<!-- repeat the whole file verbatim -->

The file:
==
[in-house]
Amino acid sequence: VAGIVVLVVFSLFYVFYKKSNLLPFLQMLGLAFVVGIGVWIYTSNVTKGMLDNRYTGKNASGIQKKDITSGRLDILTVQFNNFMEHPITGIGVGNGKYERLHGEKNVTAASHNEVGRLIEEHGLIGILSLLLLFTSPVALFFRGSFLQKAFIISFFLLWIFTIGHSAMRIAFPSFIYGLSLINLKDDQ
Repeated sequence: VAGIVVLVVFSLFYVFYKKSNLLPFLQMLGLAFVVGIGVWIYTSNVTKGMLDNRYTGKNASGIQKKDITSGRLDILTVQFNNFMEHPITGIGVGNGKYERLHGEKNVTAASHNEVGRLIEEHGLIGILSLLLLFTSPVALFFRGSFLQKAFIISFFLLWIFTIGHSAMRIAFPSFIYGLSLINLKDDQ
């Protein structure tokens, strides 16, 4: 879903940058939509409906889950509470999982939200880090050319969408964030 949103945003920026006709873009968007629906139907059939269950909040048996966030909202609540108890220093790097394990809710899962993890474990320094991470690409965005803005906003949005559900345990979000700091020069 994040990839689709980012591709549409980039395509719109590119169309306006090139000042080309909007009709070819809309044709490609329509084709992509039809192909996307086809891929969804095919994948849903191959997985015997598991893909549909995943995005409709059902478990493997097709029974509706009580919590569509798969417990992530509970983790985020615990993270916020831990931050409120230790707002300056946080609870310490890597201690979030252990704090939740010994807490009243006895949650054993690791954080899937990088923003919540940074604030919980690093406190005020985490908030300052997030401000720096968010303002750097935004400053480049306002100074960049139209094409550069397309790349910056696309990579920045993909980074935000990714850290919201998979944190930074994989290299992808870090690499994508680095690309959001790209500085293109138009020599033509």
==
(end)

[in-house]
Amino acid sequence: VAGIVVLVVFSLFYVFYKKSNLLPFLQMLGLAFVVGIGVWIYTSNVTKGMLDNRYTGKNASGIQKKDITSGRLDILTVQFNNFMEHPITGIGVGNGKYERLHGEKNVTAASHNEVGRLIEEHGLIGILSLLLLFTSPVALFFRGSFLQKAFIISFFLLWIFTIGHSAMRIAFPSFIYGLSLINLKDDQ
Repeated sequence: VAGIVVLVVFSLFYVFYKKSNLLPFLQMLGLAFVVGIGVWIYTSNVTKGMLDNRYTGKNASGIQKKDITSGRLDILTVQFNNFMEHPITGIGVGNGKYERLHGEKNVTAASHNEVGRLIEEHGLIGILSLLLLFTSPVALFFRGSFLQKAFIISFFLLWIFTIGHSAMRIAFPSFIYGLSLINLKDDQ
């Protein structure tokens, strides 16, 4: 879903940058939509409906889950509470999982939200880090050319969408964030 949103945003920026006709873009968007629906139907059939269950909040048996966030909202609540108890220093790097394990809710899962993890474990320094991470690409965005803005906003949005559900345990979000700091020069 994040990839689709980012591709549409980039395509719109590119169309306006090139000042080309909007009709070819809309044709490609329509084709992509039809192909996307086809891929969804095919994948849903191959997985015997598991893909549909995943995005409709059902478990493997097709029974509706009580919590569509798969417990992530509970983790985020615990993270916020831990931050409120230790707002300056946080609870310490890597201690979030252990704090939740010994807490009243006895949650054993690791954080899937990088923003919540940074604030919980690093406190005020985490908030300052997030401000720096968010303002750097935004400053480049306002100074960049139209094409550069397309790349910056696309990579920045993909980074935000990714850290919201998979944190930074994989290299992808870090690499994508680095690309959001790209500085293109138009020599033509």